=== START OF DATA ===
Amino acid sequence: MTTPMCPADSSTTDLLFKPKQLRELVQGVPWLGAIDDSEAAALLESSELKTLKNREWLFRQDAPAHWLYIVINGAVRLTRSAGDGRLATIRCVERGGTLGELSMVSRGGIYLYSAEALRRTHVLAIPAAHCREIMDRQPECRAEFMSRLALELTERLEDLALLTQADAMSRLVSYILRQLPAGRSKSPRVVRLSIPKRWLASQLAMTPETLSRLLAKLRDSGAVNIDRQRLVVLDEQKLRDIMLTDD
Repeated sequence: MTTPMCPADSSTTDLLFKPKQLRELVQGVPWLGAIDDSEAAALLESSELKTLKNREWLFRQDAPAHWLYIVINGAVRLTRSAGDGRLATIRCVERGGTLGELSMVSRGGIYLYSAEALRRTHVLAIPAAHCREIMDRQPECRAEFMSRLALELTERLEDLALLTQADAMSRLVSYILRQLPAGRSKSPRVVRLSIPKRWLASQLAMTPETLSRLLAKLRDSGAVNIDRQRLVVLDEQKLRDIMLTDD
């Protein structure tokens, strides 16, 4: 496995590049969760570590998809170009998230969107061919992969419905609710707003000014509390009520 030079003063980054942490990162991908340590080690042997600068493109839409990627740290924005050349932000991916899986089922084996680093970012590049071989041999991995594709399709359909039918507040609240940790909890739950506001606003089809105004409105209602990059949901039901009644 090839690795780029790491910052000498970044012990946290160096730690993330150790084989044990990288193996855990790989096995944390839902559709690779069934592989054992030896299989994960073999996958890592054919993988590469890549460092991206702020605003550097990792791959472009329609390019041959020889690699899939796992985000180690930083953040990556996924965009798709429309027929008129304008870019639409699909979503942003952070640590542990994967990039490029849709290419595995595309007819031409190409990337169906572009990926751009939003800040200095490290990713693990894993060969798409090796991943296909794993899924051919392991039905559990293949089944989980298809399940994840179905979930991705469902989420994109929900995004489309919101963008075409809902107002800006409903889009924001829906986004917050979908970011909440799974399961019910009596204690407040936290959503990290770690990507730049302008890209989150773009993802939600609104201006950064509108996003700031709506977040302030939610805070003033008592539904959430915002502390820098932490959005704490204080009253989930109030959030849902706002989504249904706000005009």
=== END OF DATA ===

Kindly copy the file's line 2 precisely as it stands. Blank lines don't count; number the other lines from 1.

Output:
Repeated sequence: MTTPMCPADSSTTDLLFKPKQLRELVQGVPWLGAIDDSEAAALLESSELKTLKNREWLFRQDAPAHWLYIVINGAVRLTRSAGDGRLATIRCVERGGTLGELSMVSRGGIYLYSAEALRRTHVLAIPAAHCREIMDRQPECRAEFMSRLALELTERLEDLALLTQADAMSRLVSYILRQLPAGRSKSPRVVRLSIPKRWLASQLAMTPETLSRLLAKLRDSGAVNIDRQRLVVLDEQKLRDIMLTDD